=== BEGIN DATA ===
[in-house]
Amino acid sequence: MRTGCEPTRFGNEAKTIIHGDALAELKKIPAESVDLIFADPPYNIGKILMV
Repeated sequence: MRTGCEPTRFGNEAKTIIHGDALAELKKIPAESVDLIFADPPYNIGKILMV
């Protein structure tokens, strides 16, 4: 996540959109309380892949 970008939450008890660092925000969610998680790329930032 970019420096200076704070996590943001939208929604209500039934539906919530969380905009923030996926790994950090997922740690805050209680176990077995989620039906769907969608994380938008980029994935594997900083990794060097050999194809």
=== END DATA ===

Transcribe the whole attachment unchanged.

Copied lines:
[in-house]
Amino acid sequence: MRTGCEPTRFGNEAKTIIHGDALAELKKIPAESVDLIFADPPYNIGKILMV
Repeated sequence: MRTGCEPTRFGNEAKTIIHGDALAELKKIPAESVDLIFADPPYNIGKILMV
């Protein structure tokens, strides 16, 4: 996540959109309380892949 970008939450008890660092925000969610998680790329930032 970019420096200076704070996590943001939208929604209500039934539906919530969380905009923030996926790994950090997922740690805050209680176990077995989620039906769907969608994380938008980029994935594997900083990794060097050999194809």